new StringBuilder(originalString).reverse().toString();
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  • 3
    \$\begingroup\$ Hi, and welcome to Code Review, nice first answer, +1 \$\endgroup\$ – rolfl Sep 29 '14 at 16:19
  • 1
    \$\begingroup\$ @maaartinus No, it does work with surrogate pairs. From Javadoc: If there are any surrogate pairs included in the sequence, these are treated as single characters for the reverse operation. Thus, the order of the high-low surrogates is never reversed. \$\endgroup\$ – dusky Sep 29 '14 at 20:48
  • \$\begingroup\$ Sorry, I see, I can't read Javadoc. Removing my comment. \$\endgroup\$ – maaartinus Sep 29 '14 at 20:51
11
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The code look good so far.

The only thing I would change is to use a StringBuilder for the reversed String as String concatenation with + is very inefficient as in your loop the compiler creates the following:

String reversed = "";
// some code
for (int i = 0; i < originalString.length(); i++) {
    char ch = stack.pop();
    StringBuffer tmp = new StringBuffer(reversed);
    tmp.append(ch);
    reversed = tmp.toString();
}
return reversed;

You create a whole lot of objects without any need.

Replace this part of the code with

StringBuilder reverse = new StringBuilder();;
// some code
for (int i = 0; i < originalString.length(); i++) {
    char ch = stack.pop();
    reverse.append(ch);
}
return reversed.toString();

This is much more efficient in time and memory consumption.

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11
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Sure, the code is ok, but it's not going to be the fastest way to reverse a string(*) (I'm assuming performance is not the main concern here).

Temporary Variables

You don't really need the two ch variables, you are using them only once, right on the next line. Just write:

stack.push(originalString.charAt(i));
[...]
reversed = reversed + stack.pop();

Naming

  • ch is too short, I would name it char.
  • reverseString could also be named reverse, it's obvious from the method signature (string in, string out), that it's reversing a string.
  • originalString vs reversed: one contains String, one doesn't, this seems inconsistent.

Misc

  • remove the additional newlines before closing }.
  • reversed = reversed + ch; can be written as reversed += ch; (if you care about performance, use a StringBuilder).

Timing

(*) just for fun some quick numbers, reversing a string 1M times:

reverseStack:         1558510624 <- your method
reverseStackBuilder:  768940393  <- your method with StringBuilder
reverseIt:            238292142  <- see http://stackoverflow.com/questions/7569335/reverse-a-string-in-java
reverseBuilder:       218474538  <- new StringBuilder(originalString).reverse().toString()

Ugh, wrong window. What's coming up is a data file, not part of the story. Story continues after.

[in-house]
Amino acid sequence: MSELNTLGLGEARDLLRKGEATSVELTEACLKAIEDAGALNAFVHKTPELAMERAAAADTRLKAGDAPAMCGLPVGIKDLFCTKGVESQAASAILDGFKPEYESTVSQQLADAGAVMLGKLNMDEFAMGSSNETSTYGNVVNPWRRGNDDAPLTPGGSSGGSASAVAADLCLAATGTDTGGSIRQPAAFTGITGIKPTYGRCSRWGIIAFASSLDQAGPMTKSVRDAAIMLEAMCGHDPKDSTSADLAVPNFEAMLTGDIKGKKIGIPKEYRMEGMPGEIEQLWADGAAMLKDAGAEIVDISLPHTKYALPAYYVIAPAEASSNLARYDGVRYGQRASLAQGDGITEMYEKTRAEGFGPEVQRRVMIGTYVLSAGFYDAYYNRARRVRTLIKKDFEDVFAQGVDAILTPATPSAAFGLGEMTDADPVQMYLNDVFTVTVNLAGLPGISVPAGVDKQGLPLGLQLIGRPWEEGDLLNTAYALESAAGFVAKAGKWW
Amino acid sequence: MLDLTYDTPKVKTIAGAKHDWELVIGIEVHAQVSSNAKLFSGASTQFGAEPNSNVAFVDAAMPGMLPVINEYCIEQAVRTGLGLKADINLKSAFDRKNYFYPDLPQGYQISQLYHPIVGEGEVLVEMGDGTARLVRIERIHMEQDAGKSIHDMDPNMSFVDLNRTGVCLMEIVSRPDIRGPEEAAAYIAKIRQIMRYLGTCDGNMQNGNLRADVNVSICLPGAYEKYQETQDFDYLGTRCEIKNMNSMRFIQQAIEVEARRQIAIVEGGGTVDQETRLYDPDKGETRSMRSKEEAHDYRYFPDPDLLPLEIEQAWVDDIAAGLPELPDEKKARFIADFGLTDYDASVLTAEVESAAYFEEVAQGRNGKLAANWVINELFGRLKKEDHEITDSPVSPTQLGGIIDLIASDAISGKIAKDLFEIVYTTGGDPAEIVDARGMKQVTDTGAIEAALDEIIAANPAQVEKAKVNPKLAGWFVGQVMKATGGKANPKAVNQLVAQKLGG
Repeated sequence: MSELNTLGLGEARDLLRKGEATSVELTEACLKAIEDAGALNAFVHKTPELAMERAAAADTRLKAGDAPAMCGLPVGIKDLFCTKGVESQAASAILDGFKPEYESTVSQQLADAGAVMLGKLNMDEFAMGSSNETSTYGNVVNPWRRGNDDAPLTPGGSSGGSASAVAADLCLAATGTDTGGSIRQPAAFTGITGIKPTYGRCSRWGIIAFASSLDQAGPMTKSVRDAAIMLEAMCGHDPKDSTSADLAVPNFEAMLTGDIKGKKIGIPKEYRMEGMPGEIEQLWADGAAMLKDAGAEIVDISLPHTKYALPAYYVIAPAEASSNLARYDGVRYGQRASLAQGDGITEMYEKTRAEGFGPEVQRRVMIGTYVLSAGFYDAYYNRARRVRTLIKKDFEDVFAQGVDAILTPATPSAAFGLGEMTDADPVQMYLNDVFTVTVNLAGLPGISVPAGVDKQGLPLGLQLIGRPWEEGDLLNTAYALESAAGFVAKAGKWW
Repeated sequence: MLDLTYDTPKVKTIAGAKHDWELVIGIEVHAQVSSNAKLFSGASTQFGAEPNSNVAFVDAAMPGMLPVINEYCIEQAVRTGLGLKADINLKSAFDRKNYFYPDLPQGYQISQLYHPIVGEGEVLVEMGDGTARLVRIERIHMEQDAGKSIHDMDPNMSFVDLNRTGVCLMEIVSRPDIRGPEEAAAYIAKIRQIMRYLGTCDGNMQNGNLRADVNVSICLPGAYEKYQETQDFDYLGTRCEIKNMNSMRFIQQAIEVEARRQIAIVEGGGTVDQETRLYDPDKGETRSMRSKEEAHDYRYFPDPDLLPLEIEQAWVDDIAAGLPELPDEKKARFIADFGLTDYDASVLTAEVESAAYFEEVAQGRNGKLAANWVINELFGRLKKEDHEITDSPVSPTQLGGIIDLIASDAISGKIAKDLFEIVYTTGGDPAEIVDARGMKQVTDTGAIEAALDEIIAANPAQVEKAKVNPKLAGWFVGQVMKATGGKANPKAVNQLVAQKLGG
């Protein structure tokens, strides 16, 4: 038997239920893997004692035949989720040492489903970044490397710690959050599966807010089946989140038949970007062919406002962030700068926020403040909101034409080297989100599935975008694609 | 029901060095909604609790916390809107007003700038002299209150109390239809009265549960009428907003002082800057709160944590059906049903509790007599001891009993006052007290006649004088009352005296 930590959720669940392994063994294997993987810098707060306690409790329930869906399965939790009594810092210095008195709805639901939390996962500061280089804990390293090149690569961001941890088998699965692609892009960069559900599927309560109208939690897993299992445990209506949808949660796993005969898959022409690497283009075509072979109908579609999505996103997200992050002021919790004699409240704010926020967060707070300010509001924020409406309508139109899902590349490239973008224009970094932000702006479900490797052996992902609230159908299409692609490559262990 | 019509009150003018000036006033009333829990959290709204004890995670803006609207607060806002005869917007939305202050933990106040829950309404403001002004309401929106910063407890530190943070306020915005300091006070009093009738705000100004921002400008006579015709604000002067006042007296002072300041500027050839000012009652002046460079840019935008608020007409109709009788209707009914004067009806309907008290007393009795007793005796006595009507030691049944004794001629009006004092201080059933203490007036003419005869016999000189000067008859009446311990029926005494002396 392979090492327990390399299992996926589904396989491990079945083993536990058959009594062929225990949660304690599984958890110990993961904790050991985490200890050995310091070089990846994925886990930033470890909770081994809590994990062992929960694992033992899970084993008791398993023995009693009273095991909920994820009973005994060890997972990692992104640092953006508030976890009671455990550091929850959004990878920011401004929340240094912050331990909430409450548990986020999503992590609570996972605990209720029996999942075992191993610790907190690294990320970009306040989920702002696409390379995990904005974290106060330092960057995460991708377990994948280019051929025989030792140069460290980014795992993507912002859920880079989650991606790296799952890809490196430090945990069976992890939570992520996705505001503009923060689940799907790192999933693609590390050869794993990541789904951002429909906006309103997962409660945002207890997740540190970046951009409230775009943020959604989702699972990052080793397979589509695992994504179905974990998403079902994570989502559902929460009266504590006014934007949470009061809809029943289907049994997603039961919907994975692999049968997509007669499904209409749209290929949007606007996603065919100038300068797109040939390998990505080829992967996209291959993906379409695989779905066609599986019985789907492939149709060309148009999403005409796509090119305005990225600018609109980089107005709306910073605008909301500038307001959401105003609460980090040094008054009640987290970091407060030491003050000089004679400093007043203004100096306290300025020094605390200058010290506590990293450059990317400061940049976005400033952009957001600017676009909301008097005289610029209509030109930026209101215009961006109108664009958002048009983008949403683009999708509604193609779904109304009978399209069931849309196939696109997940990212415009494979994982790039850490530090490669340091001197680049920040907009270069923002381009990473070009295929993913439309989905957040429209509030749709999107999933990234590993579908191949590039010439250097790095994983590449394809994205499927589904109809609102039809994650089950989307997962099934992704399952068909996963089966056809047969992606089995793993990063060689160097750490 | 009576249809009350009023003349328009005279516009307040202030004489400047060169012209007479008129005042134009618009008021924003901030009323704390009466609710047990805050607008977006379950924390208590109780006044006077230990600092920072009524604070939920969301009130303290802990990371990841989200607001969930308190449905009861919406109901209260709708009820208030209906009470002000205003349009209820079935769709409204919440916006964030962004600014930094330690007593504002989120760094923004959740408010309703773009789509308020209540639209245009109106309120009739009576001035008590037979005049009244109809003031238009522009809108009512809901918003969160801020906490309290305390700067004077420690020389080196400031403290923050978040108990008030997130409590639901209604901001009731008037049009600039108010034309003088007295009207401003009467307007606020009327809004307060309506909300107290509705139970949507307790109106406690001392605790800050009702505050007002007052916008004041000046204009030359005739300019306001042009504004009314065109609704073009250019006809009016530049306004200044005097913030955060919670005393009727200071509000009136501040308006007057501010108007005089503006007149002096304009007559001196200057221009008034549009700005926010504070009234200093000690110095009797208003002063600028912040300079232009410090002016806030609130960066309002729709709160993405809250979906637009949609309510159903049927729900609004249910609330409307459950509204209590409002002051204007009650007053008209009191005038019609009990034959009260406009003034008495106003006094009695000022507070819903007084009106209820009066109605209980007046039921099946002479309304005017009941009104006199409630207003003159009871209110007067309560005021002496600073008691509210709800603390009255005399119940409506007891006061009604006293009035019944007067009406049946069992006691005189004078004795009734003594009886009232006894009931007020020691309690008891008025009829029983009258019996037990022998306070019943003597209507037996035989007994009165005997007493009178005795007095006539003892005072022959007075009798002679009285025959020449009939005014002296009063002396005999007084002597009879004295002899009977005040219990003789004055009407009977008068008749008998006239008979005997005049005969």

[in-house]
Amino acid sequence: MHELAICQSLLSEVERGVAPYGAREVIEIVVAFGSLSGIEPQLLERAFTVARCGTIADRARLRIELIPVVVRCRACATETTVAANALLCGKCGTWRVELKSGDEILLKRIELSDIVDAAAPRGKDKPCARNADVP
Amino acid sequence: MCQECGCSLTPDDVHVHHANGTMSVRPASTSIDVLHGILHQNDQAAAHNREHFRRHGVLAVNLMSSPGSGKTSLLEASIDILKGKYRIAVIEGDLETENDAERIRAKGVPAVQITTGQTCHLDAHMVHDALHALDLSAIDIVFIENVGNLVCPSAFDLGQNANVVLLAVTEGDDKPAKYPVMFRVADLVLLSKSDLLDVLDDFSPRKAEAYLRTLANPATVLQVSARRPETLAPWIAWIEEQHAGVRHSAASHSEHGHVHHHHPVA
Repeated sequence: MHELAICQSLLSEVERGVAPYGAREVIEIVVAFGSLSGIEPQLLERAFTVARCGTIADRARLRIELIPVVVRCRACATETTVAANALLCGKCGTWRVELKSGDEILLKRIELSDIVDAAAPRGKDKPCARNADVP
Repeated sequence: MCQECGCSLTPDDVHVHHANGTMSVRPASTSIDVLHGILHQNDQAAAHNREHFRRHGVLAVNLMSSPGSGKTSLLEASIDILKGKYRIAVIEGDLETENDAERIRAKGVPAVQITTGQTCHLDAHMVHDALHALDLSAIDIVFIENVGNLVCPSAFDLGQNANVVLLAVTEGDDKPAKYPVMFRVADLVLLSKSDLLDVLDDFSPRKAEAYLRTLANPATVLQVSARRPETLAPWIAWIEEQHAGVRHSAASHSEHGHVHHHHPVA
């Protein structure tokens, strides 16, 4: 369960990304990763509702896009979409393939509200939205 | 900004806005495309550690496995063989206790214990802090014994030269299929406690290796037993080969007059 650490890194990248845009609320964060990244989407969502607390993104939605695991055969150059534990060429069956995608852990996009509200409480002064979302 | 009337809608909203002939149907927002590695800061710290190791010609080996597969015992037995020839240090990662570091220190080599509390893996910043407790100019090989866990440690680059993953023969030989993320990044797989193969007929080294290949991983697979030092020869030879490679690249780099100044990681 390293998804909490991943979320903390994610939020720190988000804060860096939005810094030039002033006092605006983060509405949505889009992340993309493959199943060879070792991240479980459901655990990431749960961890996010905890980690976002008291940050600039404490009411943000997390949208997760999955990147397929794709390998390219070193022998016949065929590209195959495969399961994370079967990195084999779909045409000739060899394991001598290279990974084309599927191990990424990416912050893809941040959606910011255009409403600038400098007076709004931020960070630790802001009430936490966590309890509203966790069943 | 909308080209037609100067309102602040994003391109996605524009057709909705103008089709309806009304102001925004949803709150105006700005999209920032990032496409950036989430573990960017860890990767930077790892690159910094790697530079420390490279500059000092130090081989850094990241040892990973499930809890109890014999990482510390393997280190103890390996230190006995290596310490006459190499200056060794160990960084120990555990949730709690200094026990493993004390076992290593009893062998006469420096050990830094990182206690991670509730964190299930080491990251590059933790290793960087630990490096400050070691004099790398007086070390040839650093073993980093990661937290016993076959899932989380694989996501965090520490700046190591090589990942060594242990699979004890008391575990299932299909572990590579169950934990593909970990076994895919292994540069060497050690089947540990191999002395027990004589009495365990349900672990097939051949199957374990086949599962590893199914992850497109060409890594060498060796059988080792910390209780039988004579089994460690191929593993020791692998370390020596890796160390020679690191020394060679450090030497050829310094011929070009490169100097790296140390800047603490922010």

reverseArray:         206217358  <- rolfls code

The code used to get those numbers (it's not all that exact. I wouldn't trust it to accurately tell us which one of the fast functions is the best, but it can tell us that the stack version is a lot slower):

public static void main(String[] args) {
    int amount = 1_000_000;
    time((String s) -> reverseIt(s), amount, "reverseIt");
    time((String s) -> reverseBuilder(s), amount, "reverseBuilder");
    time((String s) -> reverseStack(s), amount, "reverseStack");
    time((String s) -> reverseStackBuilder(s), amount, "reverseStackBuilder");
    time((String s) -> reverseArray(s), amount, "reverseArray");
}

interface Function {
    String run(String s);
}

public static void time(Function func, int amount, String funcName) {
    String test = "test";
    for (int i = 0; i < amount / 100; i++) { // warm up
        func.run(i + test + i);
    }
    long startTime = System.nanoTime();
    for (int i = 0; i < amount; i++) { // actual timing
        func.run(i + test + i);
    }
    String spaces = ":                     "; // quick and dirty alignment
    System.out.println(funcName + spaces.substring(0, spaces.length() - funcName.length()) + (System.nanoTime() - startTime));
}
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  • 3
    \$\begingroup\$ You won't name any variable char, at least not when you want it to compile. Moreover, note that repeating the type name usually carries no information. I personally never use long name for variables spanning no more than 1-3 lines, but it's just me. \$\endgroup\$ – maaartinus Sep 29 '14 at 18:19
  • \$\begingroup\$ @maaartinus good point, char was not the best alternative to choose :) And my suggestion was to get rid of it entirely, but if it is kept, I think it should have a better name then ch, otherwise there is really no reason for it to exist. Maybe charToStore and retrievedChar, or charToAppend. \$\endgroup\$ – tim Sep 29 '14 at 18:31
  • \$\begingroup\$ @tim Any easy way to find this running time? \$\endgroup\$ – Arun Prakash Sep 30 '14 at 1:35
  • \$\begingroup\$ @ArunPrakash I posted my timing code. It's not that accurate, but good enough for this situation, I think. \$\endgroup\$ – tim Sep 30 '14 at 10:24
1
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Two small things the other answers don't mention:

  • The reverseString method should be private and not public.
  • You can use System.out.printf(...) instead of System.out.println(...).
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  • 2
    \$\begingroup\$ Please elaborate on why using printf would be better than using println. Additionally, please don't edit other people's answer to use a completely different class :( \$\endgroup\$ – Vogel612 Sep 30 '14 at 7:14
  • \$\begingroup\$ @Vogel612 Code is easier to read with printfs, especially if you have multiple arguments. As for the edit, Uwe's answer recommended using a StringBuilder, but his code example contained a StringBuffer, so I corrected that. \$\endgroup\$ – Andrei Socaciu Oct 3 '14 at 13:42
  • \$\begingroup\$ Why not write the first in your answer and leave the second as a comment instead? ;) \$\endgroup\$ – Vogel612 Oct 3 '14 at 13:49
  • \$\begingroup\$ @Vogel612 simple: not enough rep to comment on others' answers. \$\endgroup\$ – Andrei Socaciu Oct 3 '14 at 13:53
  • \$\begingroup\$ (facepalm to self) point taken. \$\endgroup\$ – Vogel612 Oct 3 '14 at 15:11